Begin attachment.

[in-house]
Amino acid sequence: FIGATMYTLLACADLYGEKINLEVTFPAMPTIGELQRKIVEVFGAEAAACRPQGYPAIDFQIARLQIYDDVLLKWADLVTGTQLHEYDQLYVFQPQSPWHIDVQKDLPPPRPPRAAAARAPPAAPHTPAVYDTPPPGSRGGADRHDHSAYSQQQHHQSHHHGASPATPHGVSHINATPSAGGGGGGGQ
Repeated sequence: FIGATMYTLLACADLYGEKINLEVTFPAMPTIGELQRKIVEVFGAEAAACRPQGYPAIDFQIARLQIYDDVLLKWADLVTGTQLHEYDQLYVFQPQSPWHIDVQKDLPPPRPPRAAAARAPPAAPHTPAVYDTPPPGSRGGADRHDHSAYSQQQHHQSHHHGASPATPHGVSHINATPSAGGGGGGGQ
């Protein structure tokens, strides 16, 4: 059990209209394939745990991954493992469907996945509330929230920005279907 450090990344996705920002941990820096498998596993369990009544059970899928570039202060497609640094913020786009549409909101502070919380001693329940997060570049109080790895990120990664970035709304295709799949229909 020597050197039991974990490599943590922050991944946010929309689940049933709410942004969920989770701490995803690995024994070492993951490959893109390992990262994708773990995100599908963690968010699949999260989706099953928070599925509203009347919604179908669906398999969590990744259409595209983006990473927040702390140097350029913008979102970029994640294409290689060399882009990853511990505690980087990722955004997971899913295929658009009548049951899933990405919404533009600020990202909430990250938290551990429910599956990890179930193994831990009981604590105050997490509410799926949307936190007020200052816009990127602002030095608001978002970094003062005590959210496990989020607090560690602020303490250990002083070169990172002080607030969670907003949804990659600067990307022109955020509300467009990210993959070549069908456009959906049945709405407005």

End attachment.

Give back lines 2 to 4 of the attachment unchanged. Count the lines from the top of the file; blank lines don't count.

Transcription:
Amino acid sequence: FIGATMYTLLACADLYGEKINLEVTFPAMPTIGELQRKIVEVFGAEAAACRPQGYPAIDFQIARLQIYDDVLLKWADLVTGTQLHEYDQLYVFQPQSPWHIDVQKDLPPPRPPRAAAARAPPAAPHTPAVYDTPPPGSRGGADRHDHSAYSQQQHHQSHHHGASPATPHGVSHINATPSAGGGGGGGQ
Repeated sequence: FIGATMYTLLACADLYGEKINLEVTFPAMPTIGELQRKIVEVFGAEAAACRPQGYPAIDFQIARLQIYDDVLLKWADLVTGTQLHEYDQLYVFQPQSPWHIDVQKDLPPPRPPRAAAARAPPAAPHTPAVYDTPPPGSRGGADRHDHSAYSQQQHHQSHHHGASPATPHGVSHINATPSAGGGGGGGQ
């Protein structure tokens, strides 16, 4: 059990209209394939745990991954493992469907996945509330929230920005279907 450090990344996705920002941990820096498998596993369990009544059970899928570039202060497609640094913020786009549409909101502070919380001693329940997060570049109080790895990120990664970035709304295709799949229909 020597050197039991974990490599943590922050991944946010929309689940049933709410942004969920989770701490995803690995024994070492993951490959893109390992990262994708773990995100599908963690968010699949999260989706099953928070599925509203009347919604179908669906398999969590990744259409595209983006990473927040702390140097350029913008979102970029994640294409290689060399882009990853511990505690980087990722955004997971899913295929658009009548049951899933990405919404533009600020990202909430990250938290551990429910599956990890179930193994831990009981604590105050997490509410799926949307936190007020200052816009990127602002030095608001978002970094003062005590959210496990989020607090560690602020303490250990002083070169990172002080607030969670907003949804990659600067990307022109955020509300467009990210993959070549069908456009959906049945709405407005």